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Men carrying signs, wearing armbands in a protest.
Labor Unions
  1. Why May Day is Celebrated by Labor in Japan
  2. Japanese Automobile Companies in the United States
  3. American Auto Companies Borrow Japanese Methods
  4. Japanese Labor Unions and The Wagner Act
  5. Labor Unions and The Taft-Hartley Act
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A woman works on a car interior  on assembly line
A woman works at a Ford-Mazda auto assembly plant in Michigan.
Photo from Jim West.
Japanese Automobile Companies in the United States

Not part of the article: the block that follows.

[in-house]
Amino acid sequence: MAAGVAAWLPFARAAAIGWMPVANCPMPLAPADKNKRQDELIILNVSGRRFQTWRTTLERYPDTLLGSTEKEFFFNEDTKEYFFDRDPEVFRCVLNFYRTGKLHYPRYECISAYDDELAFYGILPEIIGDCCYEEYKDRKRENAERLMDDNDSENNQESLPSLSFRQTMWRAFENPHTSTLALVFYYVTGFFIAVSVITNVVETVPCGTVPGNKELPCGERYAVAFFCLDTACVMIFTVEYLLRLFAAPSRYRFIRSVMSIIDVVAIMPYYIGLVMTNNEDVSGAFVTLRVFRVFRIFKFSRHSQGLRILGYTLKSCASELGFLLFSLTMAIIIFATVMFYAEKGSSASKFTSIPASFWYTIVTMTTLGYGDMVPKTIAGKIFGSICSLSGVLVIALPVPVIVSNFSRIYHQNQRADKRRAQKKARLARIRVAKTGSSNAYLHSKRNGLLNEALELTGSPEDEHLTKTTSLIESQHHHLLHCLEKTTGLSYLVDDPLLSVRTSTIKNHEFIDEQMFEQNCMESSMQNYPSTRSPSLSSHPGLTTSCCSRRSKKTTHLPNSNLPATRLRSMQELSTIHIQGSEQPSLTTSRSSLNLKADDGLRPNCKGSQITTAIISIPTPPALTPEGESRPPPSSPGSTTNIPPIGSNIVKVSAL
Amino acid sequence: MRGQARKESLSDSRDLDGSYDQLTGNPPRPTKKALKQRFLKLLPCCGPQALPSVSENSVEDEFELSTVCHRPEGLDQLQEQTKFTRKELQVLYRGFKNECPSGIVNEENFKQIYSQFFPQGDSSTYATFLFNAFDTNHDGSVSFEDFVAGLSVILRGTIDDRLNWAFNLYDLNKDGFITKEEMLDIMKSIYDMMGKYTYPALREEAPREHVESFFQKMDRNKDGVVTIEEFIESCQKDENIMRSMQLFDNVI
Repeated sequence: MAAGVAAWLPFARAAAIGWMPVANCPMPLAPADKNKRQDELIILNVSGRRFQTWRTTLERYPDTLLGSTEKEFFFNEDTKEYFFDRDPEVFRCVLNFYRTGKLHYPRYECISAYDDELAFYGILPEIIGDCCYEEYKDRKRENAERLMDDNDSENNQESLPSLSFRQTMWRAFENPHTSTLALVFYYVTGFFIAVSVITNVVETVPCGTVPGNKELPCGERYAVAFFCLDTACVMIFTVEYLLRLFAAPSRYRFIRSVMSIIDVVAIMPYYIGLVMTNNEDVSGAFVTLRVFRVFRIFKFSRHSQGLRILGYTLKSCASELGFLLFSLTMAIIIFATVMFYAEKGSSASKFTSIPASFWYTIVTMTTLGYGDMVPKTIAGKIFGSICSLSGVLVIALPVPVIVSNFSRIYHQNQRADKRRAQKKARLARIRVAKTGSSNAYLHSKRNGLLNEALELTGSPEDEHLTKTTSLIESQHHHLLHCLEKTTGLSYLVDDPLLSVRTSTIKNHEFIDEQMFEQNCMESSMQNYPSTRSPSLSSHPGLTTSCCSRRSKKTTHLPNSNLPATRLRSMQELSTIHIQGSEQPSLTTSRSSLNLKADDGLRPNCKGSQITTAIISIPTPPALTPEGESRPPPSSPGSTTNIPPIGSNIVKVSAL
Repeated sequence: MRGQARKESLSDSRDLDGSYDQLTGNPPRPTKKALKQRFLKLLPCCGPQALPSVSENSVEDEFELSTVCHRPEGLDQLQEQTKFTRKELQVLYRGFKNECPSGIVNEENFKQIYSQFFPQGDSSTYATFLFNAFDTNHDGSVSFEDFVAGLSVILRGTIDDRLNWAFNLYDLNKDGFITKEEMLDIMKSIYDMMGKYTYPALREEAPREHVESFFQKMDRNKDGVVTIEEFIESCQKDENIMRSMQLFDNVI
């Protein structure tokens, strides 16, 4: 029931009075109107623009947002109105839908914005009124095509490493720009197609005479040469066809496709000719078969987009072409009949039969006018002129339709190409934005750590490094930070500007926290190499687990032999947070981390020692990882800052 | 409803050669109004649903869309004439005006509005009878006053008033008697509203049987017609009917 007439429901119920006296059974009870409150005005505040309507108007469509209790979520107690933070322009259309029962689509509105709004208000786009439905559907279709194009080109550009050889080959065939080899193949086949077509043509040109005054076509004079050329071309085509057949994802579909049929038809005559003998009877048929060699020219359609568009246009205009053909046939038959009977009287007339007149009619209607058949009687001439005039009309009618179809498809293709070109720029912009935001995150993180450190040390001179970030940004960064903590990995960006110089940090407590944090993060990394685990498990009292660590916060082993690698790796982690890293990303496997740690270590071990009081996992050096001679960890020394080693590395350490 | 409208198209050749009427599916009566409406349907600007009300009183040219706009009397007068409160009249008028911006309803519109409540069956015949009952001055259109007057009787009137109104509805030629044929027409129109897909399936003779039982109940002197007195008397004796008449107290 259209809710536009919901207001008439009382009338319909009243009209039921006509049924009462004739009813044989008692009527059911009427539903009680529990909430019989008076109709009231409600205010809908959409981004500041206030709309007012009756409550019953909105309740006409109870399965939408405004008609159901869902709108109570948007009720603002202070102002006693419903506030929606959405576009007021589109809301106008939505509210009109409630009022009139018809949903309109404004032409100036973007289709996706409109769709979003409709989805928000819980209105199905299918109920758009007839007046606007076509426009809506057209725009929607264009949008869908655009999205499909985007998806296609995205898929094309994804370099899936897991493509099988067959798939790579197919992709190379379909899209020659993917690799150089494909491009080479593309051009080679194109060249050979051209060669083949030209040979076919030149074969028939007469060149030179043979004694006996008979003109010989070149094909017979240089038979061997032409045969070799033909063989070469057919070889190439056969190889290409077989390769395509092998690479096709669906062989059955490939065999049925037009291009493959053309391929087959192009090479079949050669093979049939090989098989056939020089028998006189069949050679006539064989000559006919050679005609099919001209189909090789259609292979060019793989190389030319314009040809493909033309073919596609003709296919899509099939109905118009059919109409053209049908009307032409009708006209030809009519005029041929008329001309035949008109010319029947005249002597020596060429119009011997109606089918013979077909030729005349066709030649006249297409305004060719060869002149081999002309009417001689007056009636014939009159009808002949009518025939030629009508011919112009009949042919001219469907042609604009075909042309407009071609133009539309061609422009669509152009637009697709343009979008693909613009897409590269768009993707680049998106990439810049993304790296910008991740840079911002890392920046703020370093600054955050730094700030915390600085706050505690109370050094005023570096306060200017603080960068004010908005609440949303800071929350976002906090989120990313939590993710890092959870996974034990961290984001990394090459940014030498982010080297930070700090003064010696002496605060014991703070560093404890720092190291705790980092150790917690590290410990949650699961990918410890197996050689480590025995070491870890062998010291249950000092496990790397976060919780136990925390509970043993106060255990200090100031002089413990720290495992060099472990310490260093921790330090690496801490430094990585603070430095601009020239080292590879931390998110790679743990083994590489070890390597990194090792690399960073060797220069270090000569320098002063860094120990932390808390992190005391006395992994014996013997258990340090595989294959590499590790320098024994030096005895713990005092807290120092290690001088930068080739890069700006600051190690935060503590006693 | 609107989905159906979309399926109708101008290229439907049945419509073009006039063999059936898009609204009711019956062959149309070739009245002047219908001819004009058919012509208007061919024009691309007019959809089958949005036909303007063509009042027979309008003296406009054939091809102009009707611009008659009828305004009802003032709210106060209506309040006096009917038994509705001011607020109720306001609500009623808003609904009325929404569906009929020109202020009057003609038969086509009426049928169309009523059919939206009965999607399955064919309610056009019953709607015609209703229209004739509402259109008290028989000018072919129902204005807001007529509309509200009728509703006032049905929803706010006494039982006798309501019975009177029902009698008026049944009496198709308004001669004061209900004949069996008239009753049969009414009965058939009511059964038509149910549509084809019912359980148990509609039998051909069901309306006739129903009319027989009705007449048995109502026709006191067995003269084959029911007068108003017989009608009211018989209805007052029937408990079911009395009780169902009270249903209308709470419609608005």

When Japanese automobile companies began to set up manufacturing plants in the United States during the 1980s, they worried that the powerful United Auto Workers union (UAW) would force them to use a type of work organization that did not fit with Japanese production methods. In Japan the production system relied on flexible work assignments and cooperative work teams that could perform a wide variety of jobs. This was much different than in the United States where the UAW permitted workers to perform only one task on an assembly line. To get around this problem, many Japanese firms built their American manufacturing plants in right-to-work states, so they could prevent their workers from forming a union affiliated with the United Auto Workers.
Special Terms: right-to-work laws

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